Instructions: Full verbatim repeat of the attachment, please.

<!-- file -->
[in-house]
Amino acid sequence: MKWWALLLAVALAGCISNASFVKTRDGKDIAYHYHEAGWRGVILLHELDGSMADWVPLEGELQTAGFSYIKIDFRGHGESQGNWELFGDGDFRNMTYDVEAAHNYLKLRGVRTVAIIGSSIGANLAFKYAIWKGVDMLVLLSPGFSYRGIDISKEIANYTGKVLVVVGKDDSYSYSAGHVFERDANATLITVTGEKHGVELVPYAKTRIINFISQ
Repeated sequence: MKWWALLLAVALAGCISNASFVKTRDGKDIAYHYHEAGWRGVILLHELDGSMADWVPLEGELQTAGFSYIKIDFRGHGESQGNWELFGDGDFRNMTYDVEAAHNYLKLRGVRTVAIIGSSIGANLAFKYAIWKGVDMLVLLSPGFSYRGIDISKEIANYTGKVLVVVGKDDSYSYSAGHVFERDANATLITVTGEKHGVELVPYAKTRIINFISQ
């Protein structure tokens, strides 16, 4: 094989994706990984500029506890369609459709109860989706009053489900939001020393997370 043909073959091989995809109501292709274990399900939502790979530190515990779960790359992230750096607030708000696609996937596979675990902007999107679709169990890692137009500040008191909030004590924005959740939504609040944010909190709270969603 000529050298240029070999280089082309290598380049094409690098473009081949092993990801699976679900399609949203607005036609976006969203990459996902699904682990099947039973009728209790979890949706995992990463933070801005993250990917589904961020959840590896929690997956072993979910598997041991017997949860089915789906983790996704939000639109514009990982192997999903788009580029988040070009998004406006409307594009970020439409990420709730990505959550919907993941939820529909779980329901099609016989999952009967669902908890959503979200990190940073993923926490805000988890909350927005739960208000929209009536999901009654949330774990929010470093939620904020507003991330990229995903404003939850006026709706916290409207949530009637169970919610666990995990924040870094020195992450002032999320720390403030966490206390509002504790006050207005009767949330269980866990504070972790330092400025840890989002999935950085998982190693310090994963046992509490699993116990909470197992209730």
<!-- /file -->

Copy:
[in-house]
Amino acid sequence: MKWWALLLAVALAGCISNASFVKTRDGKDIAYHYHEAGWRGVILLHELDGSMADWVPLEGELQTAGFSYIKIDFRGHGESQGNWELFGDGDFRNMTYDVEAAHNYLKLRGVRTVAIIGSSIGANLAFKYAIWKGVDMLVLLSPGFSYRGIDISKEIANYTGKVLVVVGKDDSYSYSAGHVFERDANATLITVTGEKHGVELVPYAKTRIINFISQ
Repeated sequence: MKWWALLLAVALAGCISNASFVKTRDGKDIAYHYHEAGWRGVILLHELDGSMADWVPLEGELQTAGFSYIKIDFRGHGESQGNWELFGDGDFRNMTYDVEAAHNYLKLRGVRTVAIIGSSIGANLAFKYAIWKGVDMLVLLSPGFSYRGIDISKEIANYTGKVLVVVGKDDSYSYSAGHVFERDANATLITVTGEKHGVELVPYAKTRIINFISQ
């Protein structure tokens, strides 16, 4: 094989994706990984500029506890369609459709109860989706009053489900939001020393997370 043909073959091989995809109501292709274990399900939502790979530190515990779960790359992230750096607030708000696609996937596979675990902007999107679709169990890692137009500040008191909030004590924005959740939504609040944010909190709270969603 000529050298240029070999280089082309290598380049094409690098473009081949092993990801699976679900399609949203607005036609976006969203990459996902699904682990099947039973009728209790979890949706995992990463933070801005993250990917589904961020959840590896929690997956072993979910598997041991017997949860089915789906983790996704939000639109514009990982192997999903788009580029988040070009998004406006409307594009970020439409990420709730990505959550919907993941939820529909779980329901099609016989999952009967669902908890959503979200990190940073993923926490805000988890909350927005739960208000929209009536999901009654949330774990929010470093939620904020507003991330990229995903404003939850006026709706916290409207949530009637169970919610666990995990924040870094020195992450002032999320720390403030966490206390509002504790006050207005009767949330269980866990504070972790330092400025840890989002999935950085998982190693310090994963046992509490699993116990909470197992209730």